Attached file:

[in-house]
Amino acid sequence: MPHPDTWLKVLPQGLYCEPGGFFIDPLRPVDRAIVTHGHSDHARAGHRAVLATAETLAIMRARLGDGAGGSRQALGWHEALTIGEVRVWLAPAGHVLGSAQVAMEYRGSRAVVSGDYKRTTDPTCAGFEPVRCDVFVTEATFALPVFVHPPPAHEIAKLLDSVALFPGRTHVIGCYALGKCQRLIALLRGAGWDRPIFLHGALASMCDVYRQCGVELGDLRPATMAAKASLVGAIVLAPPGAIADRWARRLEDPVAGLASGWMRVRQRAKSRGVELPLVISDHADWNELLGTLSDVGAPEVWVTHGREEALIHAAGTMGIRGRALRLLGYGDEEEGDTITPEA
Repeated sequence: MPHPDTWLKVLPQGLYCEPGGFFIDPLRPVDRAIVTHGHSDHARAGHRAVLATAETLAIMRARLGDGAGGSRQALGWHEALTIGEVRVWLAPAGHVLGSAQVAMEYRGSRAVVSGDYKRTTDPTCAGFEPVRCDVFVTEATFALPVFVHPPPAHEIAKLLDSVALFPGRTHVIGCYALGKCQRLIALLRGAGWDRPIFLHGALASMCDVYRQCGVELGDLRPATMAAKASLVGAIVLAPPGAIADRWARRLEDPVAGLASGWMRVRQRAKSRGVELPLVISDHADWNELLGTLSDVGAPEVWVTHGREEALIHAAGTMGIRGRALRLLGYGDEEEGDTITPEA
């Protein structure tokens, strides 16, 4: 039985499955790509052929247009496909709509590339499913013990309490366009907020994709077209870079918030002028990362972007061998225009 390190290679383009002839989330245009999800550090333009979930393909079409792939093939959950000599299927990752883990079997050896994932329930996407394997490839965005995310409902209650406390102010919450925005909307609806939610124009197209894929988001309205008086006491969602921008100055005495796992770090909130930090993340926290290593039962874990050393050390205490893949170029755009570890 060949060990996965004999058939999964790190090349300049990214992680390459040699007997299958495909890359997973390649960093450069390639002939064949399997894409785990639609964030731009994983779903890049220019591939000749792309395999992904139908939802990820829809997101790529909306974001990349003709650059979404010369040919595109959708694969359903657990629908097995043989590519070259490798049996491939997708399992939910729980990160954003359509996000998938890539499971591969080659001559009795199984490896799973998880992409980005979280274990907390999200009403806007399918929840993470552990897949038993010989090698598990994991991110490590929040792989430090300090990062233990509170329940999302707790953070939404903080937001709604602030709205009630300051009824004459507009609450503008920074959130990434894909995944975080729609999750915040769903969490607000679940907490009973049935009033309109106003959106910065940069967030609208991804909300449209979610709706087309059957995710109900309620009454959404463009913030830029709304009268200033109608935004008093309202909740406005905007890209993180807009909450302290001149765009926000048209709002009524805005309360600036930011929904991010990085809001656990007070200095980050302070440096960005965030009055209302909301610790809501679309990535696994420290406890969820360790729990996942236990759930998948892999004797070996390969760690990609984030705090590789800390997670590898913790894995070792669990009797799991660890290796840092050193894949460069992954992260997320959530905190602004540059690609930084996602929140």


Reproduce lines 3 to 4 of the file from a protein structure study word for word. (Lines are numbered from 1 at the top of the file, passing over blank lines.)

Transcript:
Repeated sequence: MPHPDTWLKVLPQGLYCEPGGFFIDPLRPVDRAIVTHGHSDHARAGHRAVLATAETLAIMRARLGDGAGGSRQALGWHEALTIGEVRVWLAPAGHVLGSAQVAMEYRGSRAVVSGDYKRTTDPTCAGFEPVRCDVFVTEATFALPVFVHPPPAHEIAKLLDSVALFPGRTHVIGCYALGKCQRLIALLRGAGWDRPIFLHGALASMCDVYRQCGVELGDLRPATMAAKASLVGAIVLAPPGAIADRWARRLEDPVAGLASGWMRVRQRAKSRGVELPLVISDHADWNELLGTLSDVGAPEVWVTHGREEALIHAAGTMGIRGRALRLLGYGDEEEGDTITPEA
């Protein structure tokens, strides 16, 4: 039985499955790509052929247009496909709509590339499913013990309490366009907020994709077209870079918030002028990362972007061998225009 390190290679383009002839989330245009999800550090333009979930393909079409792939093939959950000599299927990752883990079997050896994932329930996407394997490839965005995310409902209650406390102010919450925005909307609806939610124009197209894929988001309205008086006491969602921008100055005495796992770090909130930090993340926290290593039962874990050393050390205490893949170029755009570890 060949060990996965004999058939999964790190090349300049990214992680390459040699007997299958495909890359997973390649960093450069390639002939064949399997894409785990639609964030731009994983779903890049220019591939000749792309395999992904139908939802990820829809997101790529909306974001990349003709650059979404010369040919595109959708694969359903657990629908097995043989590519070259490798049996491939997708399992939910729980990160954003359509996000998938890539499971591969080659001559009795199984490896799973998880992409980005979280274990907390999200009403806007399918929840993470552990897949038993010989090698598990994991991110490590929040792989430090300090990062233990509170329940999302707790953070939404903080937001709604602030709205009630300051009824004459507009609450503008920074959130990434894909995944975080729609999750915040769903969490607000679940907490009973049935009033309109106003959106910065940069967030609208991804909300449209979610709706087309059957995710109900309620009454959404463009913030830029709304009268200033109608935004008093309202909740406005905007890209993180807009909450302290001149765009926000048209709002009524805005309360600036930011929904991010990085809001656990007070200095980050302070440096960005965030009055209302909301610790809501679309990535696994420290406890969820360790729990996942236990759930998948892999004797070996390969760690990609984030705090590789800390997670590898913790894995070792669990009797799991660890290796840092050193894949460069992954992260997320959530905190602004540059690609930084996602929140």